From Erin Human’s “Social Skills for Everyone”


Head over to Erin Human’s blog to see the complete slide show “Social Skills for Everyone” . Erin has kindly permitted me to share the link (given below) to download the slide show as a PDF file for use in class.


Inclusion needs to be discussed.

Q: The Student has a Cochlear Implant, is There Still a Problem?

This post is a reprint of a post that appeared on my other blog: Visualising Ideas

Naomi's photos

Naomi’s photos

If you happened to walk into my high-school classroom of Deaf and hard-of-hearing students this week, you might have met an eleventh grade student whom I’ll call Young Lady. You can imagine her easily,  the 17 year old girl who does study but has got  a mirror app on her phone which frequently appears when she thinks I’m not looking…

Young Lady has a cochlear implant.  You, the visitor, can chat with her comfortably in her first language, ask her where she lives and what subject she is majoring in and answer her questions to you.  If you  leave the classroom after this exchange you could be forgiven for believing that the wonders of modern technology have solved Young Lady’s problems. You might even wonder why she needs to study in our special learning center and is entitled to accomodations on exams. 

That is, unless you had stayed for yesterday’s entire lesson, when Young Lady demonstrated clearly the effect of being born with a hearing loss (actually not hearing from the fifth month in the womb, before birth!) on language developement. She is a student at the three point level (the lowest of the full matriculation levels) who is doing very well and has good grades.

Follow the marshmallow trail (Naomi's photo)

Follow the marshmallow trail (Naomi’s photo)

Part of the literature component in our curriculum involves teaching higher order thinking skills. Young Lady’s current task was to give an example of something she saw on the evening news that demonstrated the skill we had learned called “cause and effect”. THE EXAMPLE WAS TO BE GIVEN IN HER MOTHER TONGUE.  Here’s our conversation, also in her mother tongue (Note: Young Lady doesn’t really use sign language, mainly with friends):

Y. L: “I saw hospital”.

Me: “What about the hospital? Why were they showing the hospital on TV”?

Y.L:  “Was man, ambulance, siren and hospital”.

Me: “You saw an ambulance take a man to the hospital. Why was he taken to the hospital? What was the cause”?

Y.L.: “Car accident”.

Me: “You watched the news and saw an ambulance take a man to the hospital because he was in a car accident. That’s a good example. Now you say it”.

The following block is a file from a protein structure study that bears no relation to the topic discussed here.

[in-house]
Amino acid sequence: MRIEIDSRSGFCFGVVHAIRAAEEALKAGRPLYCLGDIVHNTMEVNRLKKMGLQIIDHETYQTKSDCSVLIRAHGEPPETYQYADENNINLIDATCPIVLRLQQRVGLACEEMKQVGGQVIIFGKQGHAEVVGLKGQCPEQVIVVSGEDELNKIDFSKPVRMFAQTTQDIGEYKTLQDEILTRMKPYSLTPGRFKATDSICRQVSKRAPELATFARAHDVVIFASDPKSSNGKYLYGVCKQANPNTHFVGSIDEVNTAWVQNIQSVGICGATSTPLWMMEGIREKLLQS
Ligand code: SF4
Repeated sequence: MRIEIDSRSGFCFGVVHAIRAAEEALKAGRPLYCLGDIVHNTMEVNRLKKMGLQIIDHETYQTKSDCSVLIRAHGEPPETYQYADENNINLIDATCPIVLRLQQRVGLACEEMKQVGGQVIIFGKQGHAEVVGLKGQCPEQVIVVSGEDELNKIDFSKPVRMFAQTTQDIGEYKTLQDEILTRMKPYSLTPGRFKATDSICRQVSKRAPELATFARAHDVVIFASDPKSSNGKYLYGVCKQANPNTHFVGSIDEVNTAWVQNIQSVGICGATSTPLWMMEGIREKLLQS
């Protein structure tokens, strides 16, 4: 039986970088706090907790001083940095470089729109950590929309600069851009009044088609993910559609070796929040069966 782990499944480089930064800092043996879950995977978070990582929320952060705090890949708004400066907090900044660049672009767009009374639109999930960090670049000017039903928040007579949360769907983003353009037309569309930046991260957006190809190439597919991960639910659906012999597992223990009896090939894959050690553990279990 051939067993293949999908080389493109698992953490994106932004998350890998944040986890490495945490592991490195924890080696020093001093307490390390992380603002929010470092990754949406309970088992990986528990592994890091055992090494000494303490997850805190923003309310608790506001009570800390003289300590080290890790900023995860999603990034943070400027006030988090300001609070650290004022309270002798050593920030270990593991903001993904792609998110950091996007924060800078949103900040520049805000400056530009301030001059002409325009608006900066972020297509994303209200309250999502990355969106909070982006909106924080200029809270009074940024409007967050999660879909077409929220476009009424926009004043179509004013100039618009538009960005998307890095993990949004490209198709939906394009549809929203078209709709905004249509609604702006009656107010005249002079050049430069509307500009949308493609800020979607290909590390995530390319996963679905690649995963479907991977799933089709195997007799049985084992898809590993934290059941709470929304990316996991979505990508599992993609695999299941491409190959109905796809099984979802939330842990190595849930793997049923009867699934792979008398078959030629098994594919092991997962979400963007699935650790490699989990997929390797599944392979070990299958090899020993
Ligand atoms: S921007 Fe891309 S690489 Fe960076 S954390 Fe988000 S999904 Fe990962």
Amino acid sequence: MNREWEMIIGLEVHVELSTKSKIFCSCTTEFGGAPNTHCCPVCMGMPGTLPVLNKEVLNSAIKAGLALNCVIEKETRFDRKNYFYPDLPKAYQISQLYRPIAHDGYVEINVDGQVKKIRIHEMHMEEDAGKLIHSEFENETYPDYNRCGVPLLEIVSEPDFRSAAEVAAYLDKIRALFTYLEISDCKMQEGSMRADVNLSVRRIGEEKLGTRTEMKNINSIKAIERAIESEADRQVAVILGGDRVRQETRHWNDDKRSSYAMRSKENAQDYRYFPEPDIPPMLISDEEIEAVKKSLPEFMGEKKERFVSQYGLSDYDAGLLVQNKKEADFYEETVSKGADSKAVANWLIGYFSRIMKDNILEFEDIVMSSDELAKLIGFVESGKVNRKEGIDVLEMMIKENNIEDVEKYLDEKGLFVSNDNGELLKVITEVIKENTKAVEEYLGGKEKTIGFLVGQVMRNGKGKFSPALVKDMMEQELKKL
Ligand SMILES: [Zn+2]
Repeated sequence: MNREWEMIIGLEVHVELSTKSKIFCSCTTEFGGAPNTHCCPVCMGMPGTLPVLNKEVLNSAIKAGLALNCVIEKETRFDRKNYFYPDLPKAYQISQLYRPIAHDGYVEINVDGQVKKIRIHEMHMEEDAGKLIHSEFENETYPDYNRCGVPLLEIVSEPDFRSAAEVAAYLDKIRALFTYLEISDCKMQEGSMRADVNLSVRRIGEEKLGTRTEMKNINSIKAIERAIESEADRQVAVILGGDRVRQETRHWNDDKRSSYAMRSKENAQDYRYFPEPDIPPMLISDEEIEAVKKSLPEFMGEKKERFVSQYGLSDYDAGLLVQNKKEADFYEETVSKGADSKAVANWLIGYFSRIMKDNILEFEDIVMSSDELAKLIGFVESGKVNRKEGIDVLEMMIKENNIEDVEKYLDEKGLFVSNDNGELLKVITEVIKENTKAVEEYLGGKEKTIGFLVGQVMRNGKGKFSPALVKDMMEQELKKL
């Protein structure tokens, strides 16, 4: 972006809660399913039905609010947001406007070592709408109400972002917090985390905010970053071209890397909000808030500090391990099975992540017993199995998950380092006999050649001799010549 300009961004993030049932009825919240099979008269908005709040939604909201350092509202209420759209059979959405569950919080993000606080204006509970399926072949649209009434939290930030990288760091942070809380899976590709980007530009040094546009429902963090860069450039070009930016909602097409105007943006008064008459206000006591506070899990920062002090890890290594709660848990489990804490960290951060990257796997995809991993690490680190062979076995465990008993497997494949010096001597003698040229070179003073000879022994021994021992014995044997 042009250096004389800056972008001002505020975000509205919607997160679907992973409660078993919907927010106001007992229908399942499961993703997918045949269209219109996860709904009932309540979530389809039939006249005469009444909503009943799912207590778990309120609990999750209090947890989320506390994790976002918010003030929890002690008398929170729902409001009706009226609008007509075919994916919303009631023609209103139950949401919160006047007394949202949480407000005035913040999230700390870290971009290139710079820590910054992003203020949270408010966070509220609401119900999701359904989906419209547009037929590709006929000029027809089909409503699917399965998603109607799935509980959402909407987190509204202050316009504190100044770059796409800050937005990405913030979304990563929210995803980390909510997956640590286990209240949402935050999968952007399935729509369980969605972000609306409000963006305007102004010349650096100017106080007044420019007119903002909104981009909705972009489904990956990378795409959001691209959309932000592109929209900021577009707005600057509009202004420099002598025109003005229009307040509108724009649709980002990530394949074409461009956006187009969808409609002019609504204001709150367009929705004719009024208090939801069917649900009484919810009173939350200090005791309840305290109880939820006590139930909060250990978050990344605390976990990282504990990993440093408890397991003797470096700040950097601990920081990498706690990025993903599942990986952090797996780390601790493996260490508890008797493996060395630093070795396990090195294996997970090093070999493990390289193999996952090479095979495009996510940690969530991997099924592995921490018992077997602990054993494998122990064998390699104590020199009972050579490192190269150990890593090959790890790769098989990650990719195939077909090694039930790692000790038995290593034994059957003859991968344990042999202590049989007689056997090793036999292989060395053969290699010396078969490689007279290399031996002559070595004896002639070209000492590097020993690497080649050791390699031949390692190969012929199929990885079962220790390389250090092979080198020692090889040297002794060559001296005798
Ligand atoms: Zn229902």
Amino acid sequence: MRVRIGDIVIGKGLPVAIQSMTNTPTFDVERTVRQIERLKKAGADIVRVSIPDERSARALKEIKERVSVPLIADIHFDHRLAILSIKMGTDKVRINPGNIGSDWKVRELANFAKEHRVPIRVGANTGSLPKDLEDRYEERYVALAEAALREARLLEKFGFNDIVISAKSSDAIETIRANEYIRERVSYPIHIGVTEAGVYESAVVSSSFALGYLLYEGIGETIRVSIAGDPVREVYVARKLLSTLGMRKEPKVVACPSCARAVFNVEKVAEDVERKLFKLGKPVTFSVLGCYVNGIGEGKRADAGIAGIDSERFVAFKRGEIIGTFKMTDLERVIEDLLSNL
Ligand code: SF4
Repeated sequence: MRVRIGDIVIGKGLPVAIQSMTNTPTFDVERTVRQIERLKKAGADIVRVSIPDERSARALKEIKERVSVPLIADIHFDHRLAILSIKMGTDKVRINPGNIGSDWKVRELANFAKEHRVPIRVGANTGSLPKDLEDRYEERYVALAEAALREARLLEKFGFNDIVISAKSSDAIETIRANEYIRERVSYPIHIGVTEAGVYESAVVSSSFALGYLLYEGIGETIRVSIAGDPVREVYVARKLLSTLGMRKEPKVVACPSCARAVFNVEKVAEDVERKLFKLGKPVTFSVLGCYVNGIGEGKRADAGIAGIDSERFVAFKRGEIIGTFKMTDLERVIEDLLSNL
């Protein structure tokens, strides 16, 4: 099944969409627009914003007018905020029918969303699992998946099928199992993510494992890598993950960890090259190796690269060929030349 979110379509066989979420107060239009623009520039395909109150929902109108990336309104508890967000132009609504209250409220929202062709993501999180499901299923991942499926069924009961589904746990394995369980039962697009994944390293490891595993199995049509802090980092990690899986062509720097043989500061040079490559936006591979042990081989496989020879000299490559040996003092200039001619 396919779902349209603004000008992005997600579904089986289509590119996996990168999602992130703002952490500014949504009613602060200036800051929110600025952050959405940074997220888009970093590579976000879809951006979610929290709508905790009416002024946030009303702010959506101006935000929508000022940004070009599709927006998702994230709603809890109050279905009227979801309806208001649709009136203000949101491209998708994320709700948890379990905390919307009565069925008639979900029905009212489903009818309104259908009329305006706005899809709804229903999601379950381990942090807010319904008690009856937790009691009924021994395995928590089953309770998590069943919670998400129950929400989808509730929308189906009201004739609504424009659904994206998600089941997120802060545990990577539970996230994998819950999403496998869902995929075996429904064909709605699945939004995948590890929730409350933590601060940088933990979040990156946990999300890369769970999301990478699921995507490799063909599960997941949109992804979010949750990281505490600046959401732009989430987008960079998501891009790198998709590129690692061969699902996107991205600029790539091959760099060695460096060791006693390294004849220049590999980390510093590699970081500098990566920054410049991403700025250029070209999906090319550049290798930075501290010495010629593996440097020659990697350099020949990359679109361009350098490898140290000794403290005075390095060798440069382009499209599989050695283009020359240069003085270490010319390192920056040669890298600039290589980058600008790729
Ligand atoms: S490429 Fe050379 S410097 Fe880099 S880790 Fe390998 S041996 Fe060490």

Y.L.: “I watched news an ambulance take a man to hospital because car accident”.

Me: “I watched the news. I saw an ambulance take a man to the hospital because of a car accident. Now you write it down”.

Y.L. shows me her written sentence (in her mother tongue):

” See accident in ambulance man hospital”.

Most of the verbs are gone. Only one preposition “survived” and is in the wrong place. She knows she’s supposed to use them but she doesn’t  feel a need. The sentence makes perfect sentence to her this way. The order of the nouns shows the sequence of events. Though I can’t see the slightest justification for the disappearance of the word “news” (or T.V) since she didn’t actually see the accident herself…

Young Lady conceded THAT point.

There’s work to be done…

Q: Is a Dictionary REALLY the Way to Go with an EFL Beginner Student who has a Hearing Loss?

Students with a hearing loss are notorious for having trouble remembering vocabulary studied in an EFL class.

A smart move (Naomi's Photos)

A smart move
(Naomi’s Photos)

There are many strategies for working on vocabulary retention (more in future posts) but a beginner learner should learn to view the dictionary as an integral part of his/her studies, from day one. Students, especially the motivated students, get very distressed by the fact that they have forgotten the meaning of vocabulary items they know they have learned (perhaps even were tested on!). This distress easily turns into a belief that their English studies are doomed for failure and that it’s hopeless to try.

Students who have begun using a dictionary early on, know that there is a “life-belt” and while remembering words is more convenient, words forgotten aren’t going to stop them from understanding, and successfully completing, their reading comprehension assignments. Having confidence is an incredibly meaningful factor in predicting the student’s ability to successfully reach expected levels in his/her EFL studies.

Students at the Beginners level should begin with a “Homemade Dictionary”. This can be made from a simple notebook.
Each page of a notebook must be given a designated letter. Ready made alphabet notebooks can be found in stores. The student adds vocabulary items as he/she learns them, with a drawing or a translation into mother tongue. This dictionary should be brought to every lesson, along with the pencilbox and coursebook.

When the homemade dictionary no longer meets a student’s needs it is time to move onto “real” dictionaries. both printed and electronic.

Note: You will find a post on myths related to use of dictionaries with deaf and hard of hearing students in the previous post, under: “The lifesaver – the dictionary”.